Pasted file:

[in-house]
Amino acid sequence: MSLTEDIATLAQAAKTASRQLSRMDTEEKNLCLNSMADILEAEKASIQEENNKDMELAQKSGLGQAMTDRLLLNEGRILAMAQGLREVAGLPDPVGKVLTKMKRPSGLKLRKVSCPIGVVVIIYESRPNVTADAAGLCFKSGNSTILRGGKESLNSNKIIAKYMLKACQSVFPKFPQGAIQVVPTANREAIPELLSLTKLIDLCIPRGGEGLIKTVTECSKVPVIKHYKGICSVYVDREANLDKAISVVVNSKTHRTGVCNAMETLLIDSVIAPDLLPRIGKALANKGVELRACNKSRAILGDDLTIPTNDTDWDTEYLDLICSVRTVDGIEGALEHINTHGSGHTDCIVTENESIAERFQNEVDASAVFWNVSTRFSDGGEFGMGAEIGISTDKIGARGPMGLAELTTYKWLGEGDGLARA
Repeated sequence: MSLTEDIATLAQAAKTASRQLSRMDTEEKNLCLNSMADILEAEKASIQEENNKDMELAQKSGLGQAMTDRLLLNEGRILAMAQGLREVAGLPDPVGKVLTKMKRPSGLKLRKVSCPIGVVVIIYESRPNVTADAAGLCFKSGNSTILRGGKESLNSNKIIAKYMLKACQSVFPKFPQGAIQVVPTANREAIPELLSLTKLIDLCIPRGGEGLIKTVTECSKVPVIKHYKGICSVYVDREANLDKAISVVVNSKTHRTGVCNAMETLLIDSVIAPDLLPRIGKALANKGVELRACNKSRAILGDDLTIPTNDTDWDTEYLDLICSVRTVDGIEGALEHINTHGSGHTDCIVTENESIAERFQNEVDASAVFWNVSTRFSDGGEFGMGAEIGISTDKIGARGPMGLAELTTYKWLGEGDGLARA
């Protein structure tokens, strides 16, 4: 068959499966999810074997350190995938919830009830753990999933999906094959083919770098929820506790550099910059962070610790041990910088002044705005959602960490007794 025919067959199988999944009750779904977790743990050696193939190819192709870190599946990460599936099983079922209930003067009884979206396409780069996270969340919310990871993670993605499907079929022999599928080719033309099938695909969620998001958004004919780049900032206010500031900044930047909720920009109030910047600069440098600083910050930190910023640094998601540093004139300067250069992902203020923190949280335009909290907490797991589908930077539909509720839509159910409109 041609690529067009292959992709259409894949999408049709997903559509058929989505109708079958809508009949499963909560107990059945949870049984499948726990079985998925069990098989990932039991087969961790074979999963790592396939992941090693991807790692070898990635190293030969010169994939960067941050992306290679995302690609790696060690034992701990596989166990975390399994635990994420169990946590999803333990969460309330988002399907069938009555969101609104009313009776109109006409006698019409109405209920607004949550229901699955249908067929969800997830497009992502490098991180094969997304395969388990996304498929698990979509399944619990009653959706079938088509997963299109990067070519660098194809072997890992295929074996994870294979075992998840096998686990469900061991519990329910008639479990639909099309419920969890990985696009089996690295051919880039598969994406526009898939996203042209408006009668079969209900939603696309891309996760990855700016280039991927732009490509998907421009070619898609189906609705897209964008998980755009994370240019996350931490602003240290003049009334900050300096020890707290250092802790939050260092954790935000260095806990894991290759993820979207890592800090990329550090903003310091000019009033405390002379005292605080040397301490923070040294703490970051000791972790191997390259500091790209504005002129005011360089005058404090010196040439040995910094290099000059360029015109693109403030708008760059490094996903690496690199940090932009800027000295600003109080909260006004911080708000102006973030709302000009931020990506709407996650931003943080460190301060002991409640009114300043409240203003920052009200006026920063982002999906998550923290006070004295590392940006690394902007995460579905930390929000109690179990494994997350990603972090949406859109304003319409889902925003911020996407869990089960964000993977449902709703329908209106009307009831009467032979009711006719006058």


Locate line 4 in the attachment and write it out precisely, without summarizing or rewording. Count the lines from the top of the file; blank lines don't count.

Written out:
């Protein structure tokens, strides 16, 4: 068959499966999810074997350190995938919830009830753990999933999906094959083919770098929820506790550099910059962070610790041990910088002044705005959602960490007794 025919067959199988999944009750779904977790743990050696193939190819192709870190599946990460599936099983079922209930003067009884979206396409780069996270969340919310990871993670993605499907079929022999599928080719033309099938695909969620998001958004004919780049900032206010500031900044930047909720920009109030910047600069440098600083910050930190910023640094998601540093004139300067250069992902203020923190949280335009909290907490797991589908930077539909509720839509159910409109 041609690529067009292959992709259409894949999408049709997903559509058929989505109708079958809508009949499963909560107990059945949870049984499948726990079985998925069990098989990932039991087969961790074979999963790592396939992941090693991807790692070898990635190293030969010169994939960067941050992306290679995302690609790696060690034992701990596989166990975390399994635990994420169990946590999803333990969460309330988002399907069938009555969101609104009313009776109109006409006698019409109405209920607004949550229901699955249908067929969800997830497009992502490098991180094969997304395969388990996304498929698990979509399944619990009653959706079938088509997963299109990067070519660098194809072997890992295929074996994870294979075992998840096998686990469900061991519990329910008639479990639909099309419920969890990985696009089996690295051919880039598969994406526009898939996203042209408006009668079969209900939603696309891309996760990855700016280039991927732009490509998907421009070619898609189906609705897209964008998980755009994370240019996350931490602003240290003049009334900050300096020890707290250092802790939050260092954790935000260095806990894991290759993820979207890592800090990329550090903003310091000019009033405390002379005292605080040397301490923070040294703490970051000791972790191997390259500091790209504005002129005011360089005058404090010196040439040995910094290099000059360029015109693109403030708008760059490094996903690496690199940090932009800027000295600003109080909260006004911080708000102006973030709302000009931020990506709407996650931003943080460190301060002991409640009114300043409240203003920052009200006026920063982002999906998550923290006070004295590392940006690394902007995460579905930390929000109690179990494994997350990603972090949406859109304003319409889902925003911020996407869990089960964000993977449902709703329908209106009307009831009467032979009711006719006058």